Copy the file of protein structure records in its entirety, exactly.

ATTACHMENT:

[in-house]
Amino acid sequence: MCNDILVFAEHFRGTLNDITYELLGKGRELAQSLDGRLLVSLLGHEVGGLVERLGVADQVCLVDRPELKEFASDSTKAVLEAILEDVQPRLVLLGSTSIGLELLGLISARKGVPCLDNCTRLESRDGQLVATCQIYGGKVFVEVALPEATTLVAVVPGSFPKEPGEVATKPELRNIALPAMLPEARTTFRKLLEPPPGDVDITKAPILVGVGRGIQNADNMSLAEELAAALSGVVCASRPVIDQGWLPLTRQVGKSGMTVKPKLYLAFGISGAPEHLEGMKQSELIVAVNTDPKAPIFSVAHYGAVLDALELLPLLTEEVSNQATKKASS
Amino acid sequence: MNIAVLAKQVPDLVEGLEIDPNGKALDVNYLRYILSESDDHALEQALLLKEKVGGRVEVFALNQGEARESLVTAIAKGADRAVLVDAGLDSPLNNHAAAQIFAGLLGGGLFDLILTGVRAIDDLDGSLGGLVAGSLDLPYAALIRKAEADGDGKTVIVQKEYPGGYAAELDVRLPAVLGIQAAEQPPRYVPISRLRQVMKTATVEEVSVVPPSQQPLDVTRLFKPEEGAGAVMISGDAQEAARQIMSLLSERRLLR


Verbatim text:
[in-house]
Amino acid sequence: MCNDILVFAEHFRGTLNDITYELLGKGRELAQSLDGRLLVSLLGHEVGGLVERLGVADQVCLVDRPELKEFASDSTKAVLEAILEDVQPRLVLLGSTSIGLELLGLISARKGVPCLDNCTRLESRDGQLVATCQIYGGKVFVEVALPEATTLVAVVPGSFPKEPGEVATKPELRNIALPAMLPEARTTFRKLLEPPPGDVDITKAPILVGVGRGIQNADNMSLAEELAAALSGVVCASRPVIDQGWLPLTRQVGKSGMTVKPKLYLAFGISGAPEHLEGMKQSELIVAVNTDPKAPIFSVAHYGAVLDALELLPLLTEEVSNQATKKASS
Amino acid sequence: MNIAVLAKQVPDLVEGLEIDPNGKALDVNYLRYILSESDDHALEQALLLKEKVGGRVEVFALNQGEARESLVTAIAKGADRAVLVDAGLDSPLNNHAAAQIFAGLLGGGLFDLILTGVRAIDDLDGSLGGLVAGSLDLPYAALIRKAEADGDGKTVIVQKEYPGGYAAELDVRLPAVLGIQAAEQPPRYVPISRLRQVMKTATVEEVSVVPPSQQPLDVTRLFKPEEGAGAVMISGDAQEAARQIMSLLSERRLLR